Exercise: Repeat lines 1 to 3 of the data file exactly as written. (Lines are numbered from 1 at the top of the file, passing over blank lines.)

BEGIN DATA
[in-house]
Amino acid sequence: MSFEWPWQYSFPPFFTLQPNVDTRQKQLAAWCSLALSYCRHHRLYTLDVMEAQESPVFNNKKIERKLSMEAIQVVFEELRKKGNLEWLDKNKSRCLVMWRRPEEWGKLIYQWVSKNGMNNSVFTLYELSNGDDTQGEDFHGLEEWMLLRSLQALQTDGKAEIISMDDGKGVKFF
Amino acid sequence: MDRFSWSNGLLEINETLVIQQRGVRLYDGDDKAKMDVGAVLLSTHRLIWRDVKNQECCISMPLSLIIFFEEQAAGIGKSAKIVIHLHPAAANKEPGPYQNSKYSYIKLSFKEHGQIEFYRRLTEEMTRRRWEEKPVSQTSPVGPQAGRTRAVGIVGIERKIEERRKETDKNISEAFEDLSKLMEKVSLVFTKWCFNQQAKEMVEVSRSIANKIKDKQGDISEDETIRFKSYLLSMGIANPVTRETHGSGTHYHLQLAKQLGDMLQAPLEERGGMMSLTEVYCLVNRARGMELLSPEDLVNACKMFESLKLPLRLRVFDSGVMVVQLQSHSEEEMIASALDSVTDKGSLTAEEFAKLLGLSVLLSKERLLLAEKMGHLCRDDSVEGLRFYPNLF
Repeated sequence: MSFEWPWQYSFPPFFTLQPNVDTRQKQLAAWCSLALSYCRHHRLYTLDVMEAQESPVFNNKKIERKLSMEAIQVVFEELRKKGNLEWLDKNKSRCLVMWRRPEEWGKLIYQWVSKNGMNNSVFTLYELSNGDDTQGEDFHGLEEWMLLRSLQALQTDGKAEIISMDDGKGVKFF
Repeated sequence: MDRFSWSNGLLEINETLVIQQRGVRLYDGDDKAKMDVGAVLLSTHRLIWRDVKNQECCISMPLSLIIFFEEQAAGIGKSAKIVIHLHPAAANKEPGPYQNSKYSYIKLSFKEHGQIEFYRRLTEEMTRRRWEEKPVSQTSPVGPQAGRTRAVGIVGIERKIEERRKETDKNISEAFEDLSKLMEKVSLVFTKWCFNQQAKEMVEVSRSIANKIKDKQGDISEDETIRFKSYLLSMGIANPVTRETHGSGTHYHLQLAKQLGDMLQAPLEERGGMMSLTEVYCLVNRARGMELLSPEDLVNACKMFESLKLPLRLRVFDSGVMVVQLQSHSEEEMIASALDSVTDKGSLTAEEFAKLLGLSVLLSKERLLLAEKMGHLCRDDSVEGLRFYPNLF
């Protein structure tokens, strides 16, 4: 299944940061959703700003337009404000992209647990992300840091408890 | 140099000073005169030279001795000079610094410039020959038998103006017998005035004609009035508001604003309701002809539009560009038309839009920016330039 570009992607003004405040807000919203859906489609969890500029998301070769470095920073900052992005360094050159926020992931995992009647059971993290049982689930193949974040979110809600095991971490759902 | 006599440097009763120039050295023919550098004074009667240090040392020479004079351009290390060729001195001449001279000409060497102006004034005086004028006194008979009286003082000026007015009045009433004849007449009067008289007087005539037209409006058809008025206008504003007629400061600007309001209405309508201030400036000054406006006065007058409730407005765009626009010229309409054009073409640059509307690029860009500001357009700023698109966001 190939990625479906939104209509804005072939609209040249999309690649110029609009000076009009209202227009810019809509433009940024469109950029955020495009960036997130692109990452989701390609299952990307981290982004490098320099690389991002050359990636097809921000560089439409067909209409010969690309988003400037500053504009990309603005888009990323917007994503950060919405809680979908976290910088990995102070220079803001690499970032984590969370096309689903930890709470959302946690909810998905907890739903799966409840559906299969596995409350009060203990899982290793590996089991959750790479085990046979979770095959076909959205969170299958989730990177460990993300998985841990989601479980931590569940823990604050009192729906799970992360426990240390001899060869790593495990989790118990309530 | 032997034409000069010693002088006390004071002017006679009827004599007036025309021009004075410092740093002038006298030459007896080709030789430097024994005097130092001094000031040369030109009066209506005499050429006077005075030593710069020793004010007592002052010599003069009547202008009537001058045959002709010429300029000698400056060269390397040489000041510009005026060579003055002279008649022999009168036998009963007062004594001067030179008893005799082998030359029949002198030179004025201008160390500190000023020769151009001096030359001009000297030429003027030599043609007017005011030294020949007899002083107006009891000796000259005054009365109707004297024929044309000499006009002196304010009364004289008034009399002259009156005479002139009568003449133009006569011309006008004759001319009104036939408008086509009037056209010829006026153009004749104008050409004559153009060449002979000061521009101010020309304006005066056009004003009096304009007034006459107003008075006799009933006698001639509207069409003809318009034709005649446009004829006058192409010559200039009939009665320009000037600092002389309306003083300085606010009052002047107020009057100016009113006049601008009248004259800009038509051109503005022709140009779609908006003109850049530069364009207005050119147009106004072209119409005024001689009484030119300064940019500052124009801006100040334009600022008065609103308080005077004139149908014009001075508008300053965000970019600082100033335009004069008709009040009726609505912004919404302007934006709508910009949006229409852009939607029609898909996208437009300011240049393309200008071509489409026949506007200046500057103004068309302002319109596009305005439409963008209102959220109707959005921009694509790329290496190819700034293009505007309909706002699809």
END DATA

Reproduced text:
[in-house]
Amino acid sequence: MSFEWPWQYSFPPFFTLQPNVDTRQKQLAAWCSLALSYCRHHRLYTLDVMEAQESPVFNNKKIERKLSMEAIQVVFEELRKKGNLEWLDKNKSRCLVMWRRPEEWGKLIYQWVSKNGMNNSVFTLYELSNGDDTQGEDFHGLEEWMLLRSLQALQTDGKAEIISMDDGKGVKFF
Amino acid sequence: MDRFSWSNGLLEINETLVIQQRGVRLYDGDDKAKMDVGAVLLSTHRLIWRDVKNQECCISMPLSLIIFFEEQAAGIGKSAKIVIHLHPAAANKEPGPYQNSKYSYIKLSFKEHGQIEFYRRLTEEMTRRRWEEKPVSQTSPVGPQAGRTRAVGIVGIERKIEERRKETDKNISEAFEDLSKLMEKVSLVFTKWCFNQQAKEMVEVSRSIANKIKDKQGDISEDETIRFKSYLLSMGIANPVTRETHGSGTHYHLQLAKQLGDMLQAPLEERGGMMSLTEVYCLVNRARGMELLSPEDLVNACKMFESLKLPLRLRVFDSGVMVVQLQSHSEEEMIASALDSVTDKGSLTAEEFAKLLGLSVLLSKERLLLAEKMGHLCRDDSVEGLRFYPNLF